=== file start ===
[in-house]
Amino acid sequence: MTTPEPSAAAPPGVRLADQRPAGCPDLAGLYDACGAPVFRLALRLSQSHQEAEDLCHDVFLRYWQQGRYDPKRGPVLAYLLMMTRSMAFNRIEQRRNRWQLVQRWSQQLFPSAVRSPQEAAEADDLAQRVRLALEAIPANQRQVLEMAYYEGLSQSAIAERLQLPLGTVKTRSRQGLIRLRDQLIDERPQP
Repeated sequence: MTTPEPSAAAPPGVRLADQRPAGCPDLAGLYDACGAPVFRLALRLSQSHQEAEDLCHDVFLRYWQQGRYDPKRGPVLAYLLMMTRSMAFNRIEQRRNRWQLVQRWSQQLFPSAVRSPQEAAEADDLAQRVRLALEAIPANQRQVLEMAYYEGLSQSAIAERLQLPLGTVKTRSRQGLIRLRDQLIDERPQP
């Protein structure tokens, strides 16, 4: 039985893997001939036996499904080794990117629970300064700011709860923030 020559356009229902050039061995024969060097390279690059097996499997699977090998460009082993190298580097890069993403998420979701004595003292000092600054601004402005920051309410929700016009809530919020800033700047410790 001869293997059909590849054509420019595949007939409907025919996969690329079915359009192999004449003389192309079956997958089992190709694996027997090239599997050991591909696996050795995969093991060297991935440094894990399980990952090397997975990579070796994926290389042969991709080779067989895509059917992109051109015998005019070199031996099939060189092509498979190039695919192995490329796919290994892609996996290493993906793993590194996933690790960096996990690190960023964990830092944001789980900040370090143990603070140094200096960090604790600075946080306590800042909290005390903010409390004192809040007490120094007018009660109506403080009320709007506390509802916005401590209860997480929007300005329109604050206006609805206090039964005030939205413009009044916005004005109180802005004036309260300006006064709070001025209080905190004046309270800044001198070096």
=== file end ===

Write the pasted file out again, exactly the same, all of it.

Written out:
[in-house]
Amino acid sequence: MTTPEPSAAAPPGVRLADQRPAGCPDLAGLYDACGAPVFRLALRLSQSHQEAEDLCHDVFLRYWQQGRYDPKRGPVLAYLLMMTRSMAFNRIEQRRNRWQLVQRWSQQLFPSAVRSPQEAAEADDLAQRVRLALEAIPANQRQVLEMAYYEGLSQSAIAERLQLPLGTVKTRSRQGLIRLRDQLIDERPQP
Repeated sequence: MTTPEPSAAAPPGVRLADQRPAGCPDLAGLYDACGAPVFRLALRLSQSHQEAEDLCHDVFLRYWQQGRYDPKRGPVLAYLLMMTRSMAFNRIEQRRNRWQLVQRWSQQLFPSAVRSPQEAAEADDLAQRVRLALEAIPANQRQVLEMAYYEGLSQSAIAERLQLPLGTVKTRSRQGLIRLRDQLIDERPQP
């Protein structure tokens, strides 16, 4: 039985893997001939036996499904080794990117629970300064700011709860923030 020559356009229902050039061995024969060097390279690059097996499997699977090998460009082993190298580097890069993403998420979701004595003292000092600054601004402005920051309410929700016009809530919020800033700047410790 001869293997059909590849054509420019595949007939409907025919996969690329079915359009192999004449003389192309079956997958089992190709694996027997090239599997050991591909696996050795995969093991060297991935440094894990399980990952090397997975990579070796994926290389042969991709080779067989895509059917992109051109015998005019070199031996099939060189092509498979190039695919192995490329796919290994892609996996290493993906793993590194996933690790960096996990690190960023964990830092944001789980900040370090143990603070140094200096960090604790600075946080306590800042909290005390903010409390004192809040007490120094007018009660109506403080009320709007506390509802916005401590209860997480929007300005329109604050206006609805206090039964005030939205413009009044916005004005109180802005004036309260300006006064709070001025209080905190004046309270800044001198070096």